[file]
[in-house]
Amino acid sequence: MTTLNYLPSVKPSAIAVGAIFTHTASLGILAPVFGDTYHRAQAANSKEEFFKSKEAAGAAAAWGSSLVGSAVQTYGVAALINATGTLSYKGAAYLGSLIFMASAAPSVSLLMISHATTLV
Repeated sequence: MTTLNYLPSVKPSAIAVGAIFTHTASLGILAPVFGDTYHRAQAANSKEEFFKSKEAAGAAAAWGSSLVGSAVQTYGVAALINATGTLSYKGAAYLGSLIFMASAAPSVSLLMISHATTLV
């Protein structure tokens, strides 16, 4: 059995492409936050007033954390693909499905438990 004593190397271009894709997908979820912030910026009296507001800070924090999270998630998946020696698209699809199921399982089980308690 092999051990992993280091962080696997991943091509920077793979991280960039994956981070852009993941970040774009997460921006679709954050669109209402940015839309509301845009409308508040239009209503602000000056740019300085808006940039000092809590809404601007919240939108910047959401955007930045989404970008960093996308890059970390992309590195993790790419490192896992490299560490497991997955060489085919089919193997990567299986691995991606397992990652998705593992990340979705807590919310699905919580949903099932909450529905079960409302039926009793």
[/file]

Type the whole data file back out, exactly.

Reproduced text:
[in-house]
Amino acid sequence: MTTLNYLPSVKPSAIAVGAIFTHTASLGILAPVFGDTYHRAQAANSKEEFFKSKEAAGAAAAWGSSLVGSAVQTYGVAALINATGTLSYKGAAYLGSLIFMASAAPSVSLLMISHATTLV
Repeated sequence: MTTLNYLPSVKPSAIAVGAIFTHTASLGILAPVFGDTYHRAQAANSKEEFFKSKEAAGAAAAWGSSLVGSAVQTYGVAALINATGTLSYKGAAYLGSLIFMASAAPSVSLLMISHATTLV
């Protein structure tokens, strides 16, 4: 059995492409936050007033954390693909499905438990 004593190397271009894709997908979820912030910026009296507001800070924090999270998630998946020696698209699809199921399982089980308690 092999051990992993280091962080696997991943091509920077793979991280960039994956981070852009993941970040774009997460921006679709954050669109209402940015839309509301845009409308508040239009209503602000000056740019300085808006940039000092809590809404601007919240939108910047959401955007930045989404970008960093996308890059970390992309590195993790790419490192896992490299560490497991997955060489085919089919193997990567299986691995991606397992990652998705593992990340979705807590919310699905919580949903099932909450529905079960409302039926009793």